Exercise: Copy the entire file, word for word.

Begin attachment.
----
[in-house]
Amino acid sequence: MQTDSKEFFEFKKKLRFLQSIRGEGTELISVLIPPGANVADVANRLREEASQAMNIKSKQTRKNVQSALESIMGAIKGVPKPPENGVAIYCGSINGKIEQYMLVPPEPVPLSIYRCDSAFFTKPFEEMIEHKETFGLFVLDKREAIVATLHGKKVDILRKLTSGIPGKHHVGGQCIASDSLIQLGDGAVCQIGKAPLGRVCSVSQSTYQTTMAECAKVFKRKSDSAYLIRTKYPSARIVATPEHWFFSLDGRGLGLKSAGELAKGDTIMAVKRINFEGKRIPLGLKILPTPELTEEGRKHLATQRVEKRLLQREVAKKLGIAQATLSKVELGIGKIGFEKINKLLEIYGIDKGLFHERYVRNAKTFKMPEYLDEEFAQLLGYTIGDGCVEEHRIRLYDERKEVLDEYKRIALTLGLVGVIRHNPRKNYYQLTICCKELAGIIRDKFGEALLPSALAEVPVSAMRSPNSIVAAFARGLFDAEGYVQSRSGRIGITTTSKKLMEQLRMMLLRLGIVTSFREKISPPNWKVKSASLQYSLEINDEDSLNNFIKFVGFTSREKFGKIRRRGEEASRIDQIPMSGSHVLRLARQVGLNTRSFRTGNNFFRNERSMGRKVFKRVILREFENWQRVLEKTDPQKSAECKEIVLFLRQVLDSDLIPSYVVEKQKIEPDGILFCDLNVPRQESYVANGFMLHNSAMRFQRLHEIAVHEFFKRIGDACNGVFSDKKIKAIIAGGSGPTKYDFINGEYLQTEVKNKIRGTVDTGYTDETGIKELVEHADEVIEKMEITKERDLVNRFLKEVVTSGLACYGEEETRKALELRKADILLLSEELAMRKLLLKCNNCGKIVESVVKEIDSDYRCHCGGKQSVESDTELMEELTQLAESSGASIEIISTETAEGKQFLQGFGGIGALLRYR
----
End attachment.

[in-house]
Amino acid sequence: MQTDSKEFFEFKKKLRFLQSIRGEGTELISVLIPPGANVADVANRLREEASQAMNIKSKQTRKNVQSALESIMGAIKGVPKPPENGVAIYCGSINGKIEQYMLVPPEPVPLSIYRCDSAFFTKPFEEMIEHKETFGLFVLDKREAIVATLHGKKVDILRKLTSGIPGKHHVGGQCIASDSLIQLGDGAVCQIGKAPLGRVCSVSQSTYQTTMAECAKVFKRKSDSAYLIRTKYPSARIVATPEHWFFSLDGRGLGLKSAGELAKGDTIMAVKRINFEGKRIPLGLKILPTPELTEEGRKHLATQRVEKRLLQREVAKKLGIAQATLSKVELGIGKIGFEKINKLLEIYGIDKGLFHERYVRNAKTFKMPEYLDEEFAQLLGYTIGDGCVEEHRIRLYDERKEVLDEYKRIALTLGLVGVIRHNPRKNYYQLTICCKELAGIIRDKFGEALLPSALAEVPVSAMRSPNSIVAAFARGLFDAEGYVQSRSGRIGITTTSKKLMEQLRMMLLRLGIVTSFREKISPPNWKVKSASLQYSLEINDEDSLNNFIKFVGFTSREKFGKIRRRGEEASRIDQIPMSGSHVLRLARQVGLNTRSFRTGNNFFRNERSMGRKVFKRVILREFENWQRVLEKTDPQKSAECKEIVLFLRQVLDSDLIPSYVVEKQKIEPDGILFCDLNVPRQESYVANGFMLHNSAMRFQRLHEIAVHEFFKRIGDACNGVFSDKKIKAIIAGGSGPTKYDFINGEYLQTEVKNKIRGTVDTGYTDETGIKELVEHADEVIEKMEITKERDLVNRFLKEVVTSGLACYGEEETRKALELRKADILLLSEELAMRKLLLKCNNCGKIVESVVKEIDSDYRCHCGGKQSVESDTELMEELTQLAESSGASIEIISTETAEGKQFLQGFGGIGALLRYR